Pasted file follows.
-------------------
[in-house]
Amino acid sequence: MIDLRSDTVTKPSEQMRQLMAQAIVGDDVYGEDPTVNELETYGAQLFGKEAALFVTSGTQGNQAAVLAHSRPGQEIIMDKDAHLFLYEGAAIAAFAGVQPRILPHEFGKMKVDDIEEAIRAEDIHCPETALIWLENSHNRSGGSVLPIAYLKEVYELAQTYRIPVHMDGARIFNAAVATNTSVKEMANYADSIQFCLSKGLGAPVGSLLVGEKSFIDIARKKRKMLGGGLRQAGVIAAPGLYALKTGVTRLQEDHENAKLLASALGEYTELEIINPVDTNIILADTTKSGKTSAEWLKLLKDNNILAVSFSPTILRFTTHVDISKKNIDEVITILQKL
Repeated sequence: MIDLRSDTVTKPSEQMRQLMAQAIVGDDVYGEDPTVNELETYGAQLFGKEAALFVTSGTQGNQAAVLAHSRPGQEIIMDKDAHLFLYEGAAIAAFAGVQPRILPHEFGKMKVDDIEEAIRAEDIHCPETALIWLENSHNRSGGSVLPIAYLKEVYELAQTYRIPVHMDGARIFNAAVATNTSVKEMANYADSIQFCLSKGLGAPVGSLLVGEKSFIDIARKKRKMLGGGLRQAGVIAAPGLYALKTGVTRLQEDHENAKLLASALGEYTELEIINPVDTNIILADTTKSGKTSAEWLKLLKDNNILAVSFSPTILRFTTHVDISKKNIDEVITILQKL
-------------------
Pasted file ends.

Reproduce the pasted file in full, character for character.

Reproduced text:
[in-house]
Amino acid sequence: MIDLRSDTVTKPSEQMRQLMAQAIVGDDVYGEDPTVNELETYGAQLFGKEAALFVTSGTQGNQAAVLAHSRPGQEIIMDKDAHLFLYEGAAIAAFAGVQPRILPHEFGKMKVDDIEEAIRAEDIHCPETALIWLENSHNRSGGSVLPIAYLKEVYELAQTYRIPVHMDGARIFNAAVATNTSVKEMANYADSIQFCLSKGLGAPVGSLLVGEKSFIDIARKKRKMLGGGLRQAGVIAAPGLYALKTGVTRLQEDHENAKLLASALGEYTELEIINPVDTNIILADTTKSGKTSAEWLKLLKDNNILAVSFSPTILRFTTHVDISKKNIDEVITILQKL
Repeated sequence: MIDLRSDTVTKPSEQMRQLMAQAIVGDDVYGEDPTVNELETYGAQLFGKEAALFVTSGTQGNQAAVLAHSRPGQEIIMDKDAHLFLYEGAAIAAFAGVQPRILPHEFGKMKVDDIEEAIRAEDIHCPETALIWLENSHNRSGGSVLPIAYLKEVYELAQTYRIPVHMDGARIFNAAVATNTSVKEMANYADSIQFCLSKGLGAPVGSLLVGEKSFIDIARKKRKMLGGGLRQAGVIAAPGLYALKTGVTRLQEDHENAKLLASALGEYTELEIINPVDTNIILADTTKSGKTSAEWLKLLKDNNILAVSFSPTILRFTTHVDISKKNIDEVITILQKL